Montpelier also got noncitizen voting the same year as Winooski. Burlington got it just this year. And, to be clear, this isn’t a common thing in other places — there are just 17 jurisdictions in the entire country where non-U.S. citizens can vote in local elections. And Vermont is home to three of them — though I did call around to a bunch of other Vermont towns and I didn't hear of anywhere else that’s considering it.
Charlotte Blend: Why isn't everybody just psyched that this is happening? Maybe they are.
Mikaela Lefrak: This is our Brave Little State question asker, Charlotte Blend. She lives in Winooski, too, and she’s really into the idea of noncitizen voting. She wonders, now that these charter changes have been on the books for a bit:
Charlotte Blend: What effect has noncitizen voting had in the towns where it is now legal — Winooski, Montpelier and Burlington?
Barriers at the ballot box
Mikaela Lefrak: Before we dive in, a quick note on terminology. When it comes to describing these changes to the voter rolls, some places use the phrase “noncitizen voting.” Others use “all legal resident voting.” In Vermont, they’re both used to describe people who have a legal status, but who are not U.S. citizens: refugees, asylum seekers, green card holders. You’ll hear both phrases — “noncitizens” and “all legal residents” — in this story.
Also, when we talk about voting, we’re talking about local elections. Think city council members, not state legislators or governor.
Alright, so, back to our winning question-asker, Charlotte. We meet up at her office in Burlington — she works for the University of Vermont Health Network. And the first thing she explains to me is her accent. She’s from the United Kingdom, and she’s still a citizen there. Not the U.S.
Charlotte Blend: I have a green card. So I'm a legal resident.
Mikaela Lefrak: Like Prashant, Charlotte calls Winooski her forever home. She has a house and a spouse, and her kids go to school there. For the most part, being a green card holder doesn’t affect her day-to-day life.
Charlotte Blend: You can very much live your life without, without that having a big effect. And I can't be the president, but apart from that, you know, it doesn't affect my everyday life.
Mikaela Lefrak: Except for one thing: Charlotte really cares about voting, especially on school issues. She was thrilled when Winooski’s charter change got approved. But she wonders, is that how other non-U.S. citizens feel? Are they as psyched as she is, or does the idea of voting feel more fraught? Navigating the U.S. immigration system is already no cakewalk, even for someone like Charlotte, who grew up speaking English and who’s been here for more than 20 years.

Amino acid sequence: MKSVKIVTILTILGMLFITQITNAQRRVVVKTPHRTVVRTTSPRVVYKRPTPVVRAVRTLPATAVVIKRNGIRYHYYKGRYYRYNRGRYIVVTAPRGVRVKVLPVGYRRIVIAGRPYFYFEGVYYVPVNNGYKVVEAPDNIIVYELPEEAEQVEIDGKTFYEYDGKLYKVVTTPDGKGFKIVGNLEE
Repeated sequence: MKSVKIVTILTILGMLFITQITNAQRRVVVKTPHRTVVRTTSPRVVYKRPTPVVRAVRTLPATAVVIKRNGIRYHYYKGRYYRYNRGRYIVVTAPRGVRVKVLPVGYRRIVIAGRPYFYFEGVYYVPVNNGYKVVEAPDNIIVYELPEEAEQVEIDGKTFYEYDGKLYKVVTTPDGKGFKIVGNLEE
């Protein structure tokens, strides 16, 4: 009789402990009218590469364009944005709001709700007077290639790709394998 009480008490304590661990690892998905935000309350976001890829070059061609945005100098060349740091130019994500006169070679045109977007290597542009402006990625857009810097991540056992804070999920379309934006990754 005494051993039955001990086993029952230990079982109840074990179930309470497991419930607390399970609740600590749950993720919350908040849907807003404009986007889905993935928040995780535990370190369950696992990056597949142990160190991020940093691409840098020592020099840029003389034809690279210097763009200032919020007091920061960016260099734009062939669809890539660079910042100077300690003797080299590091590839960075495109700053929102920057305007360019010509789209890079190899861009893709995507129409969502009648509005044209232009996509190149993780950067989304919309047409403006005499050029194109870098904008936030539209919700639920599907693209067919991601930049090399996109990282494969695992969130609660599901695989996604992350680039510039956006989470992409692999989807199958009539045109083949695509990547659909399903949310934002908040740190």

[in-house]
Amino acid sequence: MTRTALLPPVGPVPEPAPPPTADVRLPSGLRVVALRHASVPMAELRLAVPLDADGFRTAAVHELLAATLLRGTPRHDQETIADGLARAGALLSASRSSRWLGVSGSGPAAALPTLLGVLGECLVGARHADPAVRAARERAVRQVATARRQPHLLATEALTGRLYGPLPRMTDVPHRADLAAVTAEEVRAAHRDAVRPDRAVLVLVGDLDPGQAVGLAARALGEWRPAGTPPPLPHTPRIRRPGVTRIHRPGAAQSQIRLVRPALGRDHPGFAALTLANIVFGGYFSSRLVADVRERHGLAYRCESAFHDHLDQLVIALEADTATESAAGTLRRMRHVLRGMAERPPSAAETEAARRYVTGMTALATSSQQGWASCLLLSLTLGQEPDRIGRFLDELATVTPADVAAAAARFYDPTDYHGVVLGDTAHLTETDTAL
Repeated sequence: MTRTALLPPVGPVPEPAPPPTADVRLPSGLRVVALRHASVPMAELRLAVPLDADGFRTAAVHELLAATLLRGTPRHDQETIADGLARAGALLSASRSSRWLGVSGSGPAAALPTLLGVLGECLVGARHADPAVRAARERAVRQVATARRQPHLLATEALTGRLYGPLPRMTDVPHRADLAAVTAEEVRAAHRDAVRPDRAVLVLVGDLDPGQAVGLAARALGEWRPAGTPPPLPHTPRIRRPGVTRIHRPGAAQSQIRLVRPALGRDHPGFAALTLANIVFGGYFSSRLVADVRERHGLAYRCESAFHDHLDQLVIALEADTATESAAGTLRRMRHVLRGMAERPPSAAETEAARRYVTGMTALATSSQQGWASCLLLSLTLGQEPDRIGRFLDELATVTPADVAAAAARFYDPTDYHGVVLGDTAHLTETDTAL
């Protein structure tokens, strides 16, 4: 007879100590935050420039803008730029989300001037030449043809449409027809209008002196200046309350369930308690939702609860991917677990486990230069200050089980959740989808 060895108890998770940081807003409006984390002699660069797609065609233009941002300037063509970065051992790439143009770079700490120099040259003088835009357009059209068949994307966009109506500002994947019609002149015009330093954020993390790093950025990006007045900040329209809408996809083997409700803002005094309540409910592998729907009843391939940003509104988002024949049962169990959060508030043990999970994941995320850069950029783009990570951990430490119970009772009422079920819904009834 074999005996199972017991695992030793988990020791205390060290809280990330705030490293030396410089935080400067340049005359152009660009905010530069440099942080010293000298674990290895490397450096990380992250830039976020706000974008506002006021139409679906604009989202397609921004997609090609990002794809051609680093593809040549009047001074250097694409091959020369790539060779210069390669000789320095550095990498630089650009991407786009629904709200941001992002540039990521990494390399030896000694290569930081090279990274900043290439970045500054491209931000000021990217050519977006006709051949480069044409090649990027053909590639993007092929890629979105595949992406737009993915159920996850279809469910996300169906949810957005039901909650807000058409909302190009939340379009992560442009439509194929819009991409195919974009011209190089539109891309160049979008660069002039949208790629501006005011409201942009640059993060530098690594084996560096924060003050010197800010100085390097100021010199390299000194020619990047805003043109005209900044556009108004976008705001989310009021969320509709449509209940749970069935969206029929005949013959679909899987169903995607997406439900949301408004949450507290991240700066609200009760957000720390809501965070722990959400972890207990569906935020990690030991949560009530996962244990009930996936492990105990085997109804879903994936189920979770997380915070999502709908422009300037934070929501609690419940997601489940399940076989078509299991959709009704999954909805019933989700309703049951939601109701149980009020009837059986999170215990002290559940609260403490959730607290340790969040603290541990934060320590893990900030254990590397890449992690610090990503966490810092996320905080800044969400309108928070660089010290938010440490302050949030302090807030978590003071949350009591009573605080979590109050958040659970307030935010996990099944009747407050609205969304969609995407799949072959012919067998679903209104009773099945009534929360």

Charlotte Blend: It's still nerve-wracking to me when I travel. What if they say my U.S.-born children can get on the flight but they stopped me getting on the flight? You know, it's stressful. And I don't have any other complicating factors. You know, I have all my paperwork. I have my birth certificate. I have everything in order. I have copies of everything I've filed with immigration since 2000. Many people don't have that.
Mikaela Lefrak: Charlotte sensed there might be some barriers keeping other legal residents from rushing to the ballot box like she did. The numbers bear that out. For the first Town Meeting Day in Winooski with all legal resident voting, 49 non-U.S. citizens registered. The next year, that number went up to 61. But that’s still just 10% of the city’s total non-U.S. citizens.
To figure out what some of the barriers might be, I head to Vermont’s capital, Montpelier. It was the first Vermont jurisdiction to look into the idea of noncitizen voting, so arguably, it’d be the farthest along.
John Odum: It’s a little chaotic in here.
Mikaela Lefrak: That’s quite alright. Hello. Good morning.
Mikaela Lefrak: I go to city hall, to meet with the guy who knows everything about voting in Montpelier.
John Odum: In a sense, it’s a no-brainer.
Mikaela Lefrak: City clerk John Odum.
John Odum: I mean, these are folks who are paying taxes, they own property, they have kids in school, Why wouldn't they have an equal say in the budget of the city? Who their representatives are?
Mikaela Lefrak: John’s really proud of his work on this issue. But for years, he says, he didn’t think it was possible. Every so often, a resident would come to him and ask if there was a way for noncitizens to vote, and he’d say a pretty quick no. But then, about five or six years ago: